We didn't spend all of our time with Steve as we wanted to explore land that was listed by other agents, too.  At the time that we purchased Roatan didn't have our equivalent of an MLS and agents were somewhat limited to showing their own property listings.  So we engaged the services of a woman named Evelyn, whose website indicated that she had several years of experience and a large variety of land to sell.  Evelyn, it turned out, wasn't quite as interested in aligning with our budget and goals and ended up showing us some beautiful pieces of property but way out of alignment with our budget.  I'll never forget one property in particular - and not because the land was so memorable, but because of our SQUIA adventures in getting to the land!  We had to climb a very narrow and steep dirt road up the side of a jungle covered hill.  Our SQUIA was not a 4-wheel drive vehicle and let me tell you, I've been on rugged 4 wheel drive roads in Colorado that were in much better shape then this one!  But with Jim behind the wheel and the SQUIA squealing like mad, we managed to grind and bump our way up that hill, following Evelyn in her 4-wheel drive Land Cruiser.  We were hanging on, swaying, bumping and sweating in the back of the van as we climbed what seemed to be a straight uphill road.  Finally - we made it to the top!  We parked where Evelyn indicated (actually - the road ended, so we really had no choice!), but the parking was not flat and we worried the van might roll right back down that hill.  Jim, Ransom and Jamison stayed with the van while the rest of us piled out and navigated our way down the other side of that hill to the beach front property below.  This is where it became interesting - for the guys on the hill, at least!  When we had explored the land and hiked back up the hill to debrief the guys, we discovered that they had experienced an adventure all their own! 

The van had indeed begun to slide back down that hill and it took Jim, Ransom and Jamison struggling with the brakes and pushing against it with sheer might to prevent it from careening backwards down a sheer drop off.  What a catastrophe that would have been!  The guys were covered in sweat and had looks of anxiety on their faces when we returned and we were just so grateful no one had been hurt.  We quickly decided that this was definitely not the land for us, piled back into the SQUIA and began the harrowing drive back down that hill, going straight down in squeaky van with overheated brakes.  Let me tell you, we uttered a lot of prayers getting off that mountain!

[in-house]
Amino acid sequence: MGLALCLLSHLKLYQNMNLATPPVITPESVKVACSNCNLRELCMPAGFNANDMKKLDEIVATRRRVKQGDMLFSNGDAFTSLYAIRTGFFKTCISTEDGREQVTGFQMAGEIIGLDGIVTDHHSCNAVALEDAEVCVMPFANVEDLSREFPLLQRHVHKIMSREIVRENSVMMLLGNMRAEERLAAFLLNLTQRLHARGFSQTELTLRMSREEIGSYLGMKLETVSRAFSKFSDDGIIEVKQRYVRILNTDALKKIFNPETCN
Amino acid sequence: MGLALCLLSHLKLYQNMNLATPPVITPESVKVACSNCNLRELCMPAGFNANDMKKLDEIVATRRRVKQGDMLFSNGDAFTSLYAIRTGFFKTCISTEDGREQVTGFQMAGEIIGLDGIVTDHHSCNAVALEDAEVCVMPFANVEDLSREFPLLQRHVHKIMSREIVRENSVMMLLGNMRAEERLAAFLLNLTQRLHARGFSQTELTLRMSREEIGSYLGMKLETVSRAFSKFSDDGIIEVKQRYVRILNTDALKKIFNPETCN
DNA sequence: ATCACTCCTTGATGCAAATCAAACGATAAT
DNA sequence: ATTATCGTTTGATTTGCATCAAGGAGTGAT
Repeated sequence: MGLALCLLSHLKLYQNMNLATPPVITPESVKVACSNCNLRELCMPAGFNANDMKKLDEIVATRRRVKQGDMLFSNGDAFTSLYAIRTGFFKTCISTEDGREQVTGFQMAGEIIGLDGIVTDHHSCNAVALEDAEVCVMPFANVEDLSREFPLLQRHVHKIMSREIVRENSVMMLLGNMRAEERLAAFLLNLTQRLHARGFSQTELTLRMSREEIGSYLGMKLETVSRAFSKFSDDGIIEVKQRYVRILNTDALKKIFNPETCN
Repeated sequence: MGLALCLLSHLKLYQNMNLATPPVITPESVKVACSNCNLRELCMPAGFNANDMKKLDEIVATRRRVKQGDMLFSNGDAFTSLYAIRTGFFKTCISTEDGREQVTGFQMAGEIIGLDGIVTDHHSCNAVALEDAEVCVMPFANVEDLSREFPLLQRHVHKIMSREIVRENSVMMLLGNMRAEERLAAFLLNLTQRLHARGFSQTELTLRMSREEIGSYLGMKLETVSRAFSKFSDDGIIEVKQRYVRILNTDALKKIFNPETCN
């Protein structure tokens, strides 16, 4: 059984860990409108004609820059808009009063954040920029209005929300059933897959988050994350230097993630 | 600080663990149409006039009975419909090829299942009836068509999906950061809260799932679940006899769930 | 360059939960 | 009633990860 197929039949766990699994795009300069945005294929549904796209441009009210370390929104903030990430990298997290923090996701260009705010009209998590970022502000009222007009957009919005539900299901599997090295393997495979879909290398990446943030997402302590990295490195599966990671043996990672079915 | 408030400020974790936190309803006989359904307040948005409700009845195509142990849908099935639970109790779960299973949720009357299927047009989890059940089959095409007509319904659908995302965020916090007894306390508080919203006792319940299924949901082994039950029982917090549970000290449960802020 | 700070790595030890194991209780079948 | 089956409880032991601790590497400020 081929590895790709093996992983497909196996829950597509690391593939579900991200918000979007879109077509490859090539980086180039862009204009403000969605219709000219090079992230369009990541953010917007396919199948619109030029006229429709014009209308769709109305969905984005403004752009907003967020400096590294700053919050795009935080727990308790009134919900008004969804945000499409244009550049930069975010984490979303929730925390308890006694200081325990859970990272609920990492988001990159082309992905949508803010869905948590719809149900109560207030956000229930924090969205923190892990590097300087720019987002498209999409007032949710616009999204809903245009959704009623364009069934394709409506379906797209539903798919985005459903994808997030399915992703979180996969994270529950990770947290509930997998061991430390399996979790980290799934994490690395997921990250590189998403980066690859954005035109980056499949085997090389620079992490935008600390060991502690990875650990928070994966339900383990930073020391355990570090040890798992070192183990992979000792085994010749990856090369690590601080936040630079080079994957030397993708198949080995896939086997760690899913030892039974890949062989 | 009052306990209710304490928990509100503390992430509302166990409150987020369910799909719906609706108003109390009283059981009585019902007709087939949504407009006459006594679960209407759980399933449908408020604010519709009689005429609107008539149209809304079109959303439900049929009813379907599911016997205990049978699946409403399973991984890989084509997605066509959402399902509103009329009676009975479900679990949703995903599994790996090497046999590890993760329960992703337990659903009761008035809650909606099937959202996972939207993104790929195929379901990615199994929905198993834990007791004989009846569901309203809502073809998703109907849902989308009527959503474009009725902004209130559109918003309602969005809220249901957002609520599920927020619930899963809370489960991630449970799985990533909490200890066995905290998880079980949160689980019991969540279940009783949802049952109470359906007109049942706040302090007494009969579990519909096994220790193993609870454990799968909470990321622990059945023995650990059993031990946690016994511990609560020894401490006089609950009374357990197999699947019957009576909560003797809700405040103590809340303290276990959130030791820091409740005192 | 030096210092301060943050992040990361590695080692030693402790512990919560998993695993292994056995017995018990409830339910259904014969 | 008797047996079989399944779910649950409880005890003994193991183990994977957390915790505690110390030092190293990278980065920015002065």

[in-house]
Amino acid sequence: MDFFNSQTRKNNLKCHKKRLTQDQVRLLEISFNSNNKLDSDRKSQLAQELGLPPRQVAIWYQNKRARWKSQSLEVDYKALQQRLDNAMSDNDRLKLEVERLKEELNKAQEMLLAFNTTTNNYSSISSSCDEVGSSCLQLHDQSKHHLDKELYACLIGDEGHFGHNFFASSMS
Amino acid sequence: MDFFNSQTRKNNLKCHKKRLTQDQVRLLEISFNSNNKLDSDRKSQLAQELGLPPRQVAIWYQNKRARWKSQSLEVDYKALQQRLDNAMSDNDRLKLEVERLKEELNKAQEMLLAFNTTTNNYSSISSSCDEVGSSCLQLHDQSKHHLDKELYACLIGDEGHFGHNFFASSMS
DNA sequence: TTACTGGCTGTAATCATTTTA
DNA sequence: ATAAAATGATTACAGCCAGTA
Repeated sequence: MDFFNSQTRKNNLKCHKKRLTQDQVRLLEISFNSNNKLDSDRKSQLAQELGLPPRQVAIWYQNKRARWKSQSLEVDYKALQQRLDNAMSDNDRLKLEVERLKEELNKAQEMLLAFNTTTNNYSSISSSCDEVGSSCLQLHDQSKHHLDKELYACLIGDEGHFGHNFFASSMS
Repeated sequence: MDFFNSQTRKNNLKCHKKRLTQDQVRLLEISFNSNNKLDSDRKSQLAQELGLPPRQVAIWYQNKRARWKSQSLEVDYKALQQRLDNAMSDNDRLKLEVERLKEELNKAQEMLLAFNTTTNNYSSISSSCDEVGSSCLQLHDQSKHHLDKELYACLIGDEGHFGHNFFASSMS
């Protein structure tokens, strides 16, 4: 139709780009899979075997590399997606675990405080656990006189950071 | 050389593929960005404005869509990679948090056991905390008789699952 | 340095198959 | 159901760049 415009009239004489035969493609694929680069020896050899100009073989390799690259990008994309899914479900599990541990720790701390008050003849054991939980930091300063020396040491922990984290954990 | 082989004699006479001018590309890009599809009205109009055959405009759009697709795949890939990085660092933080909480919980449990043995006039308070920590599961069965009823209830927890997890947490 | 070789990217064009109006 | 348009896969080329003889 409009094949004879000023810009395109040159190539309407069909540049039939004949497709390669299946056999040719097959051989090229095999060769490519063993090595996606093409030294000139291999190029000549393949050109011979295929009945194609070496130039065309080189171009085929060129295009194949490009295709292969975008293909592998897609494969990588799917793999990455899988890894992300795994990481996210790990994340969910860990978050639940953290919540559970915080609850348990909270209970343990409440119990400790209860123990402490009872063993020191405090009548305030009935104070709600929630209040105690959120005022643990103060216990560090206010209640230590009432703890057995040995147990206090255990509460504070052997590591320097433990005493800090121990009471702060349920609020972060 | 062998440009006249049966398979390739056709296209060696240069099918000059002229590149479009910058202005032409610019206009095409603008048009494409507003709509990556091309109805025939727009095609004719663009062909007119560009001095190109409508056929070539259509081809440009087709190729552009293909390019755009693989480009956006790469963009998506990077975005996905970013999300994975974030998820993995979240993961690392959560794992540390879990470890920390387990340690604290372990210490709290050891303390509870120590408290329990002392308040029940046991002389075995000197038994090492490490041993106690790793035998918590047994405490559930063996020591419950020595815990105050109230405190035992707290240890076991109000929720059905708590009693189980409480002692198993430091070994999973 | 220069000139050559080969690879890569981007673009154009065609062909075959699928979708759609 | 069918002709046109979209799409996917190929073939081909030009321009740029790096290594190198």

We parted ways with Evelyn that day and moved back to Steve.  It just didn't seem like her listings were going to be what we needed and the adventures they offered were just a bit more then we were hoping for.  Let the search continue!

Saturday, August 27, 2011

Bugs, crabs and bats .... I prefer to be underwater!

"I don't like spiders and snakes, but that ain't what it takes to love me.."  Jim Stafford lyrics

Tom's Take:    My family isn’t real big on bugs, spiders or any kind of crawly thing.  But when you go to the tropics that’s exactly what you get.  Except these critters are on steroids.  When we checked into our island house, my job was to be the first one in our bedroom to “check” for any of these wild creatures.  An  island house on Roatan is not quite what we are used to in the States. They are very nice, but usually a little more rustic and a little less, shall we say, bug proof.  After deciding who was assigned which bedrooms, I was given the instructions to “check” the room.  “Check” is translated, "seek out and destroy anything that might make me scream".  In Colorado, I am known to be very brave and efficient at this task.  There isn’t a grasshopper, moth, spider or bee that hasn't felt my wrath.  My wife and daughters have been well protected.
I checked the room out and all looked safe to me but I soon discovered --  night time is when they come out to party.  Our first night turned out to be interesting.  We were basically in a jungle on the edge of the Caribbean ocean.  All the sounds of a jungle can really enhance your dreams, provided you can get to sleep.  There were almond trees over the top of our tin roof dropping almonds all night long - "THUNK, THUNK, THUNK".  Fruit bats the size of small eagles landed on the walls and eves of our island house, squeaking and fluttering as they chased insects.  All this noise, coupled with the urge to get up to use the bathroom from the several Saliva Vida’s (local Beer), kept you from what should have been a peaceful nights sleep in paradise.  I can get used to the sounds, but my wife can hear a caterpillar peeing on a marshmallow three blocks away, and if Sandy can’t sleep Tom won’t get to sleep.  I was periodically awakened by her asking “did you hear that”?  I was asleep, what do you think the answer was?
We went out to dinner most nights and would come back after dark, which was another experience in and of itself.  Crabs come out at night for their own type of party and believe me, they are everywhere! It is very dark at night (no streetlights here) and our house was on stilts because of its proximity to the beach, requiring climbing a flight of stairs to get to the rooms.  There were often so many crabs partying on the beach that it looked like the ground was moving and it was difficult to cross from the car door to the stairs.   My job was to blaze a trail to the steps.  In other words, clear a path and chase away the crabs so the rest of the gang could dash to the stairs and not land on a crab in the process!  Some of those crabs had an attitude. They would square up with you on their hind legs with their claws out -- If I had been packing they wouldn’t have been so tough!  I'll admit - a few of them were quite intimidating and I found myself giving them an extra wide berth.